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Input needed by some of the inhouse pro's.....

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  • Input needed by some of the inhouse pro's.....

    Hey guys, i'm trying to get some input as to a couple problems I have been having. I'm using the LCD method, a battery charger controlled by light dimmer switch, and all caswell products/kit. As far as I know, everything is set up as per LCD ano instructions.

    First off, my red dye is getting pink and no deeper. All other dyes seem to be fine, but red will not work. Is there a trick to red, or did I possibly get some weak dye, or did it possibly get contaminated(if so, how)?

    Next I was wondering some things. Will leaving the parts in the de-smut tank for longer periods of time have a negative effect on the whole operation? The desmut seems to remove some grime much better then the degreaser does, such as buffing compound, but I noticed that some parts that were in the desmut tank longer failed the water break test. Do you guys hand remove any buffing compound or let it for the chemicals? I know that the compound residue can be tiresome to remove and was simply looking for an easier method.

    I also had some weird issues with ending up with a chalky residue. Out of 5 parts in one batch, 2 parts came out like this but the others were fine. These 2 parts were the same type of part whereas the other 3 were different shapes and possibly a different series of alum. The finish on them was cloudy/chalky with a couple spots that looked ok. The chalky areas could be somewhat scratched/rubbed away leaving a powery residue on your fingers which was the same color as the dye in that area.

    I am wondering if it is ok to anodize different series of aluminum in the same batch. I would also like to know if when using the ano stripper, if there is suppose to be a black residue on the part afterwards, or if that means it was left in too long? I have had it go both ways with the stripper.

    I appreciate any input to my ramblings. I have been reading these forums for awhile now and after coming up with some random problems decided to see what advise the forum guys have to offer. Thanks in advance!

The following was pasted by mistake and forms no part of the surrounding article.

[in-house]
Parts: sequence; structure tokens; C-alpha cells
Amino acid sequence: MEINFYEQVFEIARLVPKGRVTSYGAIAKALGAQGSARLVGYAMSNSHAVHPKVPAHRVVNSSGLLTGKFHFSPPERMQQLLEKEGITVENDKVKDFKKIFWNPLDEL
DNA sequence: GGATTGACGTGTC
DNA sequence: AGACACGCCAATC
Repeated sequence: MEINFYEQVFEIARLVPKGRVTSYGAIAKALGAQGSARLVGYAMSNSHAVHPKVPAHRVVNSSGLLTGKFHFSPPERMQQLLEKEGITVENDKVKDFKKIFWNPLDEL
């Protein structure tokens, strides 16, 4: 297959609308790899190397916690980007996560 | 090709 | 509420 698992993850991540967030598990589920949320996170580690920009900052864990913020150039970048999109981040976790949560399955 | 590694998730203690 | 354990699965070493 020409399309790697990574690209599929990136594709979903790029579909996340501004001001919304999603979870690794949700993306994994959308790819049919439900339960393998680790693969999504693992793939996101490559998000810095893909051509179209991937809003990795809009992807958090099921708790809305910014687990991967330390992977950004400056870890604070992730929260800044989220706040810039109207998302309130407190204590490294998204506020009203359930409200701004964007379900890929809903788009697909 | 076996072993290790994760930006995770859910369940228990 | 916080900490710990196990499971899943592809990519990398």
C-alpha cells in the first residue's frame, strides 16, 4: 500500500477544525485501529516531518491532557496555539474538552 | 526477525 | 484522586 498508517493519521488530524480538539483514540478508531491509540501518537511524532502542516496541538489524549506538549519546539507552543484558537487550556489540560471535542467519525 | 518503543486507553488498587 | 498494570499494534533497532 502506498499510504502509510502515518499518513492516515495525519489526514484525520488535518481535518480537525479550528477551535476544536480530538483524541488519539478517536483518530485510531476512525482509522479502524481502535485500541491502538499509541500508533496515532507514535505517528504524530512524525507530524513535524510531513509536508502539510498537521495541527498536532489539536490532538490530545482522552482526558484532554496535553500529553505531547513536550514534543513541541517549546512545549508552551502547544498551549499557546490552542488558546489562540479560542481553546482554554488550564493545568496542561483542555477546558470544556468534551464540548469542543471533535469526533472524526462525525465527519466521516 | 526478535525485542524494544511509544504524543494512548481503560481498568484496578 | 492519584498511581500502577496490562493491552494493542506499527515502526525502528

• #2
    I can help with some, but not all of your questions.

    1. For the nice, deep reds that I achieve, I will dip my parts in the red dye for 3-5 minutes, then rinse in cold water. I've noticed that red alone is not deep enough for my tastes. I then dip the part in HBL black for a few seconds, usually 5-30, then rinse again. This will take the part to a much darker color, somewhat of a burgundy. I then dunk in the red dye for another 10-15 minutes to allow the part to soak up as much red as possible. What I end up with is a very nice red that suits my taste. There's some pics floating around in a thread somewhere if you'd like to see.

    Another option: mix some black dye in with the red. This might help you, but I would recommend doing this in small steps.

    2. I've never used Caswell's Desmut, but I believe it would be best to have the parts as clean as possible before desmutting. Possibly a good hot water/soap wash before desmutting would not be overkill.

    3. Different aluminum alloys may cause this. Also, you may just have some dye left on the surface after sealing. What was the surface finish on the chalky parts before anodizing? Gloss, satin, or matte?

    4. I've never tried anodizing different series of aluminum in the same batch, so I won't comment on this. It would only be a hunch.

    5. The black residue on the parts should easily clean off under running water with a cloth or toothbrush immediately after stripping. Less time in the stripper will help minimize this.


    • #3
      .....any other input?

      Also, any "bad" effects of using more dye then recommended? Im guessing it will just dye a deep color or dye faster....??


      • #4

        Thats funny that - I've recently been having a few problems with green - I'm getting good deep reds though. I know in my case that the green has probably been contaminated with tap water so I reckon this may be my problem. I'm going to mix up some more green and see how that goes.....

        The trouble I've found with removing polishing compound by wiping/brushing is the aluminium surface gets scratched by the very compound you're trying to remove. I would be really interested to know if anyone has a good way of handling and cleaning to preserve a nice polished finish. Do you anodise small parts ? - if so you can get a small ultrasonic cleaner quite cheap. I've just got one and the polishing compound comes off fantastically using one of caswells de-greasers as the solution. Unfortunately for me (and probably you also) it's not big enough so I am still regularly spoiling hundreds of pounds worth of goods. I'm just waiting for an affordable decent sized ultrasonic cleaner to turn up.


        • #5
          For some reason, im starting to wonder if it isnt more of an LCD issue for me. I had some parts laying around that I did with the old "normal" method and the blue looks alot deeper then it does now using the LCD method. I think that maybe I just notice how much lighter the red is now then I notice with the other colors. Anybody else notice this? Think I should try ano'in at a different current density?


          • #6

            What was your reason to change to the LCD method to start with??



            • #7
              caswell spoke so highly of it.......easier with better results they said


              • #8